then again they were decreasing bandwidth whilst upping prices so i wasnt going to use them much longer anyway
File hosting service Rapidshare has been fined €24m by a German court and ordered to filter online content more effectively. German royalties collector GEMA, which brought the case against the company, had called on the Regional Court in Hamburg to order Rapidshare to prohibit around 5,000 music tracks from being made …
Although I totally disagree with the actions of the RIAA and MPAA on their copyright rules, I do agree that downloading of copyright material is illegal and things should be done!
But I ain't paying outragous prices for something thats not worth it!
How can a cinema charge me £13.50 a month and I can go and see as many movies I want in that month, yet I still have to pay £20-£15 for a single Downloadable Movie/DVD and more for a Blu-ray disk!!
Give us a decent, fairly priced supscription option for TV, Movies and music without DRM and without limits!
I share files via RapidShare - all of them fully legal (in fact no-one outside my geographically-extended family has access). So far not a problem. But how do they propose this filtering is actually done? One thing that would have me quitting RapidShare very quickly indeed would be any notion that anyone besides myself and the intended recipients knew the contents of my files.
This sort of nonsense isn't about what is and isn't legal on such file-storing websites. It's about whose has the right to pry into private files. When I post a letter, I don't seal it because I have something to hide - I seal it because the contents are private. If those contents are none of the business of police and govt, then they're certainly none of the business of the commercial media industry. If that's an accepted principle of postal services, I can't see why there should be a problem with transferring private information online.
Or to put it another way - have isps, or indeed the media industry - ever heard the children's tale of the Goose Who Laid the Golden Eggs?
Destroy one of the only remaining expanding industries, why don't you? Duh!
€24,000,000 for 5000 songs equates to €4800 per song...
Now disregarding the whole argument between freetards and Music Asses... These rulings just seems a bit ridiculous to me, i mean sure there's supposed to be some sort of penalty on top of the supposed costs that this downloading has cost the industry... but come on €5000 for 1 song? Do these judges live on the same planet as us?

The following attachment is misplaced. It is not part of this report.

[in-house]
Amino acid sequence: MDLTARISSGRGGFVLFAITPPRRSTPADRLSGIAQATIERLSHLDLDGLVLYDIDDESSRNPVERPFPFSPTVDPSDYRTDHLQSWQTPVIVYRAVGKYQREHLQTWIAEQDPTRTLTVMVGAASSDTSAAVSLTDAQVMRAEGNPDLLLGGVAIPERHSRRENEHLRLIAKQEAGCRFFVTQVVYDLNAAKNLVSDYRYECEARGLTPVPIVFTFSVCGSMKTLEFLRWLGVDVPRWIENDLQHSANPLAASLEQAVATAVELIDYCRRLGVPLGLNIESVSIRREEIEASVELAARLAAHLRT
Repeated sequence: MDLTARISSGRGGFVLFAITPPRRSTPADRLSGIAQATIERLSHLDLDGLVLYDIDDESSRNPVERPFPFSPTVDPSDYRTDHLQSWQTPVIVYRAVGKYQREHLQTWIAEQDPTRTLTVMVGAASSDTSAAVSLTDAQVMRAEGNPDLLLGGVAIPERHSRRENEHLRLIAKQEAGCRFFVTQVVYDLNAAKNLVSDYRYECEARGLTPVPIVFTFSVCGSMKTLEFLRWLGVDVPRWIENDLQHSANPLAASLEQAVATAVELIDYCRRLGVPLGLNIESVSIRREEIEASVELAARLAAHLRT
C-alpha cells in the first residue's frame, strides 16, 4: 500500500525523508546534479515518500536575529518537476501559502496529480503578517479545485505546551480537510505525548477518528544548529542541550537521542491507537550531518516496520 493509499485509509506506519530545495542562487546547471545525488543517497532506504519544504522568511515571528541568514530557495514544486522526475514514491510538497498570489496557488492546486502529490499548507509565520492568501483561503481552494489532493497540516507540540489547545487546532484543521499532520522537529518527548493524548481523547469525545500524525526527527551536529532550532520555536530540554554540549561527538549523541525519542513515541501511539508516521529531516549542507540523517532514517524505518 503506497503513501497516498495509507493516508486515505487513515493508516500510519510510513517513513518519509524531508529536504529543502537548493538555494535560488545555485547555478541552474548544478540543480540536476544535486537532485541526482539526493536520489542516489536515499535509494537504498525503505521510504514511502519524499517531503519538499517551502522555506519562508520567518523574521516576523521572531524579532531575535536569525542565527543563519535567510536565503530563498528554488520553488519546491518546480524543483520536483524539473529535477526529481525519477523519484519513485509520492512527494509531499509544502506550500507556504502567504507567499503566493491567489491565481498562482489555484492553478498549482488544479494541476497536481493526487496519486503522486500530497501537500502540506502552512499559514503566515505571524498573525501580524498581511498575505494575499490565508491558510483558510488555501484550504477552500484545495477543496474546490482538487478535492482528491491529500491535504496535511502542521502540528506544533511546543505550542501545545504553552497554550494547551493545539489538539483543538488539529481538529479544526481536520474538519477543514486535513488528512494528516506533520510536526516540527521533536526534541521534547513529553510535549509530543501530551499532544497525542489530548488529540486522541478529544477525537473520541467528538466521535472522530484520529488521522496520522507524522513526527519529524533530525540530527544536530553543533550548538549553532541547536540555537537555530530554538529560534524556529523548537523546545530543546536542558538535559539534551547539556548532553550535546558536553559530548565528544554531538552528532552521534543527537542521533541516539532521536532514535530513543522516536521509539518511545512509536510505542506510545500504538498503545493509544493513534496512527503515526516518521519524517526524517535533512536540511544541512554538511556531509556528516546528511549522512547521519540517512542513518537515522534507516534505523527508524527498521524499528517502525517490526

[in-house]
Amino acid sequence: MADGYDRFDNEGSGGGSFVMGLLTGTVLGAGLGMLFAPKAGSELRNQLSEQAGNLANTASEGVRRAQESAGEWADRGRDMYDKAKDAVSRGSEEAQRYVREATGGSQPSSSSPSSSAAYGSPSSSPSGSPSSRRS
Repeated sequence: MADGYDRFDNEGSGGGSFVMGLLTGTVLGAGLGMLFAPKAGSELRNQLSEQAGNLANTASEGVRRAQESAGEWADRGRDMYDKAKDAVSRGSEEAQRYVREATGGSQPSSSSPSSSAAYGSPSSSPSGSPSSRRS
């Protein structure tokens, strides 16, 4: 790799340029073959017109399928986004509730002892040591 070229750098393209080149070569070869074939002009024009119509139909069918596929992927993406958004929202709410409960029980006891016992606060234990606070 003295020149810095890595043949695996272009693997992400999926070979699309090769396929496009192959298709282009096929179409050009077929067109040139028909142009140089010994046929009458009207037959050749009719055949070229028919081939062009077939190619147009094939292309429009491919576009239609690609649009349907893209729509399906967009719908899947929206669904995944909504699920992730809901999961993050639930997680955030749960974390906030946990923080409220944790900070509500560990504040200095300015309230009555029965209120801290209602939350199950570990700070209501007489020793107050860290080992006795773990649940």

Given that Rapidshare is a Swiss company with no physical presence in Germany this ruling is legally completely meaningless.
Also the Hamburg court is notorious in Germany for being strongly biased towards copyright holders, so this is no surprise, but the ruling is pure PR as the Hamburg court has no jurisdiction over Rapidshare.
Rapidshare.de turned into rapidshare.com a few years ago. and the business moved to switzerland. AFAIK this only applies to rapidshare.de not rapidshare.com.
If they shut down rapidshare, there are lots of other more exotic filesharers ready to take over. In countries where copyright mean copy rights.
Simple ... block all music file sharing and you block the illegal sharing. Simple and cheap. Look for it, it's coming, it'll be here soon.
The recording industry has the power because they have the money. They have the money because some people will still pay outrageous prices for music. We are what we buy and all the music buyers are funding this situation.
If there is so much widespread outrage, why are the music companies still so rich? Not my money, I stopped buying music when they stopped making vinyl platters. But an awful lot of people seem to have no problem with such high prices so there you go. "We have met the enemy and he is us". Well ... not me of course.
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